ECODATA. - The 5th Open Fields conference on Artistic Research, Science and Technologies and RIXC Art Science Festival 2020; October 8–10, 2020, Riga. 8. October, 2020.
NOTE If you want to attend the event via Zoom or YouTube, you need to register on Eventbrite (free) for the ECODATA festival HERE.
Sneak peek video
Live/stream trans-media k/caleidoscopic multi-actor lecture performance.
Process performance/ ongoing: online multi-media platform/repository of the creative processes, including artifacts, reflections, discussions and debates
A group of more than 15 artists, scholars, and scientists with cultural roots in several continents (North America and Turtle Island, Central America, Asia, Africa, Europe) and across many time zones embarked on this adventure of alternative praxis between May and October 2020. The desire? Rattling the curve.
What emerged as the pattern of artistic intelligence, emotional survival and digital performance dramaturgy was that of a k/caleidoscopic imagination, where multiple fragments reflect and bounce off of each other, while still creating a space of multiplicity and coherent connection.
The project evolves around questions of imaging and imagining technologies, investigated by a group of multi-disciplinary, multi-lingual and multi-cultural creators from the arts and sciences. The first – imaging - is closely related to disruptions of artificial intelligence, the latter – imagining -is grounded in techniques of artistic intelligence. What is intelligence? What is ethics of intelligence? What is the politics of bias in A/I and AI? We propose an experimental and performative project to find out more.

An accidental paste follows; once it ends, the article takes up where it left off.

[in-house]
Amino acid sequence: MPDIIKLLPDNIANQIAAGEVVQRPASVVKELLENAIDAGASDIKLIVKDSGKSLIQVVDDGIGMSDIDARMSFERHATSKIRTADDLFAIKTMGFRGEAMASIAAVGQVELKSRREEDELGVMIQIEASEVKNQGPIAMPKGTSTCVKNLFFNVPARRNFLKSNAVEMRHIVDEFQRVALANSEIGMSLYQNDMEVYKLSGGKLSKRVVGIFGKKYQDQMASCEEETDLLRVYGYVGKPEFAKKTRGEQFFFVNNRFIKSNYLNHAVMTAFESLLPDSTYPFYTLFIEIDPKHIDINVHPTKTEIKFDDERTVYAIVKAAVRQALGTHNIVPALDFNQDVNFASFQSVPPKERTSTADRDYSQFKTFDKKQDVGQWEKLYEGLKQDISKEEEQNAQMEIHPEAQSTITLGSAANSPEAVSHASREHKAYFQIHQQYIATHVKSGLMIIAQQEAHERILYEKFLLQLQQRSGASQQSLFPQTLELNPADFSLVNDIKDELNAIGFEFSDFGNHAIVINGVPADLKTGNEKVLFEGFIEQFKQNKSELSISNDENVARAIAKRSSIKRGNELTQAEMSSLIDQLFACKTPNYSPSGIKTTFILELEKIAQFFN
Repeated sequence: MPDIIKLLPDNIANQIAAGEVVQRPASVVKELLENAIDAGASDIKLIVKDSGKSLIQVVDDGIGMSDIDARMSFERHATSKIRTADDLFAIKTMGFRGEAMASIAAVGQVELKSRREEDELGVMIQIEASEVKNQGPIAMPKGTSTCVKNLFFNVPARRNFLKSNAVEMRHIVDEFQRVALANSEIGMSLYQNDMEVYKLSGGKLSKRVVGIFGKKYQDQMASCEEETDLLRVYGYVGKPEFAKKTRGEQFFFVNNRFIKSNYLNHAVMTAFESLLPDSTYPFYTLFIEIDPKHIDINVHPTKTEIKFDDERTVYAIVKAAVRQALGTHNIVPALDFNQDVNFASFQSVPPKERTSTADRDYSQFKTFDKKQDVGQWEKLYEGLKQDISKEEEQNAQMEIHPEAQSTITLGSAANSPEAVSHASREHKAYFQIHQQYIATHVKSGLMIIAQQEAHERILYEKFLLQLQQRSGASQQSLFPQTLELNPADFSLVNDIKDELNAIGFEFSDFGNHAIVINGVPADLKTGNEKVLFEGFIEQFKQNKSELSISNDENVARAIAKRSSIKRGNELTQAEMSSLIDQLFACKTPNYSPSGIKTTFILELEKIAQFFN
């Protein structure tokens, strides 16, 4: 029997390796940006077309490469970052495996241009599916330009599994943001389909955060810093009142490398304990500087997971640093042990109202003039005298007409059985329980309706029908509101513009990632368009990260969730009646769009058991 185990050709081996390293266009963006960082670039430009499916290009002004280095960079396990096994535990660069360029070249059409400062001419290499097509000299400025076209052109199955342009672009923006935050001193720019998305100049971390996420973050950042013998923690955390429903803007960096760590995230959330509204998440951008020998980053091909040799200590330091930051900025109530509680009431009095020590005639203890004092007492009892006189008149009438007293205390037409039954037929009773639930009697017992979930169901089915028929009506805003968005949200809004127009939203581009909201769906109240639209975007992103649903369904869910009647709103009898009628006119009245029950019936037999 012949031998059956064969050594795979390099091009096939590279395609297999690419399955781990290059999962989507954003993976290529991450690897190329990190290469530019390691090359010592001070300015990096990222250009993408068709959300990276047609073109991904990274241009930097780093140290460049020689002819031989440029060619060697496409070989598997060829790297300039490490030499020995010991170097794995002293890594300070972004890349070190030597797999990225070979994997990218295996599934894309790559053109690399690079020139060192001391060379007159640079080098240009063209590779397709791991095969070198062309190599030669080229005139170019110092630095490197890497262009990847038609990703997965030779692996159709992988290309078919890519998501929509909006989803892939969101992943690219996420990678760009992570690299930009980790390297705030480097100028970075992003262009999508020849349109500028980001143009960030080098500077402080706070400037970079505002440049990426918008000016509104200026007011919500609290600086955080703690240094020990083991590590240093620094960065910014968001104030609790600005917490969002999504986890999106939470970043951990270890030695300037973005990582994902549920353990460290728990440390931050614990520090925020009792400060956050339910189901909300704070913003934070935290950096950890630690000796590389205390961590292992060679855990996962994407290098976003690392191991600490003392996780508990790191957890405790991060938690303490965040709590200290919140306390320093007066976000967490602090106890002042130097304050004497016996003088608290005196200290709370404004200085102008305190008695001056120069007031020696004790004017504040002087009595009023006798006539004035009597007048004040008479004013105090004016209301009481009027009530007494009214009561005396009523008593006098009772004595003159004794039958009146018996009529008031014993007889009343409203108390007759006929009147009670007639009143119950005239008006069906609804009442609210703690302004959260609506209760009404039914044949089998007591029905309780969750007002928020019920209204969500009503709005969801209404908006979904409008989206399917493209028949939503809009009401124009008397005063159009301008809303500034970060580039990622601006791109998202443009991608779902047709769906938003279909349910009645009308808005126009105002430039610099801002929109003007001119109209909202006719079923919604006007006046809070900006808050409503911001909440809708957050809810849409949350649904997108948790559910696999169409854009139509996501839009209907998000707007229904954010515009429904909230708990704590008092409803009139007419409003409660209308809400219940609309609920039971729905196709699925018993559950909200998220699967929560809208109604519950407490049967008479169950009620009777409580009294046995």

As a result of live prototyping and creation online across multiple time zones, outdoors and at home, a k/caleidoscopic performance emerged. Mathematicians, engaged in computational complexity theory, have applied k/caleidoscopic dramaturgy just recently. "The goal (and peculiarity) of the Caleidoscope school is to reunite in a single event as many different takes on computational complexity as can reasonably be fit in one week.”
We, however, will attempt to share a live-stream performance on the complexity of A/I or artistic intelligence with you in under ONE HOUR. And this statement has to be taken with the pinch of a RED NOSE, of course.
Originally we planned to build a live and participatory performance around a 1870s plate camera as a central actor along with audience-actors, creating and collecting live eco/bio data and facial recognition while processing performance and images. How do images and imagination relate? How does radical slowness impact perception, sensorial processing and creative (re)cognition? What is the dynamic between A/I (artistic intelligence) and AI (artificial intelligence)? What is the materiality of this reality?
Then the global pandemic hit the planet, continuously producing visualizations of the curve.
We embraced the challenge, experimenting and prototyping possibilities of live performance in social distancing mode both in creation and presentation. We worked a lot outdoors, in our homes or online. While busy with “flattening the curve” and a new appreciated for data visualization in the form of daily changing graphs, we were also RATTLING THE CURVE.